Jophery didn’t laugh, and Lucien’s smile faded and he dropped his eyes briefly. “Like I said, good work. I’ll make a point of emphasizing that on your eval.”
“Thanks.” Jophery spun on his heel and headed for the exit. Once that eval was complete, maybe one or two more, and he would be out of here. Let them find a do-gooder who really believed in this kind of stuff.
Fatana was waiting for him at the café, sipping a tall, cold, mango shock. He crossed the room to her table and kissed her hungrily as she rose to meet him.
Breathless, she sat down again. “Wow! You must have been somewhere exciting.” She rested her chin on her palm as Jophery sat down across from her.
“Yeah, right. Seeing if some twelve-armed ratbugs did or didn’t allow some other twelve-armed ratbugs to mate.”
“How would you stop someone from mating?”
Joph arched his back against the chair, pushing. It felt great. “You’d better not try. Anyway, with these people they don’t even feel the urge unless the Matriarchs release a pheromone into the air. A group of the poor bastards didn’t even know they were being oppressed until someone said, ‘Hey, hasn’t it been quite a while since any of us actually did it?'”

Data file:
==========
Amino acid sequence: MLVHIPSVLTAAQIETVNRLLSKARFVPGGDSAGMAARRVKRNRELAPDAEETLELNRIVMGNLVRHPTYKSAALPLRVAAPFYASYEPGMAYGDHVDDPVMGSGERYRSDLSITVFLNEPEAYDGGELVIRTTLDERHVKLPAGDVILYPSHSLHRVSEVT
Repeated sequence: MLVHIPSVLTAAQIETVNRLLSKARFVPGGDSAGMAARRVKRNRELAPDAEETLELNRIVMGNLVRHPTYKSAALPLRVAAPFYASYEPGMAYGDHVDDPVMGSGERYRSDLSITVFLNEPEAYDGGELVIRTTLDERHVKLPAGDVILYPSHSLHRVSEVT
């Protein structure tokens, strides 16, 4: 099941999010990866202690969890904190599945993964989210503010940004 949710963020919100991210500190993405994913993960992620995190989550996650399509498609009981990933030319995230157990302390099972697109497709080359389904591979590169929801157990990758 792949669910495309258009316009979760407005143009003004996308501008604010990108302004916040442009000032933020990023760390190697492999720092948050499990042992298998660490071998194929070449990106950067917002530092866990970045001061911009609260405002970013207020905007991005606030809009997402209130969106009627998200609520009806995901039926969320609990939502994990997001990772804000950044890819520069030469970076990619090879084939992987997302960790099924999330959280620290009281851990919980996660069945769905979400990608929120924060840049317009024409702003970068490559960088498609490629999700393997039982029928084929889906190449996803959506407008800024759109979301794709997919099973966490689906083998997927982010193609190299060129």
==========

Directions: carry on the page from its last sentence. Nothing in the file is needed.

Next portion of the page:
“Huh. So the Amnesty people want to help them mate?”
“Well, yeah. Or see that they have the opportunity. Same thing.”
Fatana smiled over her glass. “Good thing that’s not a human right!”
“Hey, I could use one of those drinks too.”
“I ordered you one. You look tired.”
“That verification stuff, it takes it out of you. Sitting in the back of some alien volunteer’s head for several hours –”
“Nasty. Still, I’m glad the ratbug things get to mate. That sounds fair.”
Joph rolled his eyes. “Fair, yeah. But then some other faction will gain control, and do unto others. I’ll be glad when this internship is over, and I can slide right into that huge leather chair waiting for me at InterMark.”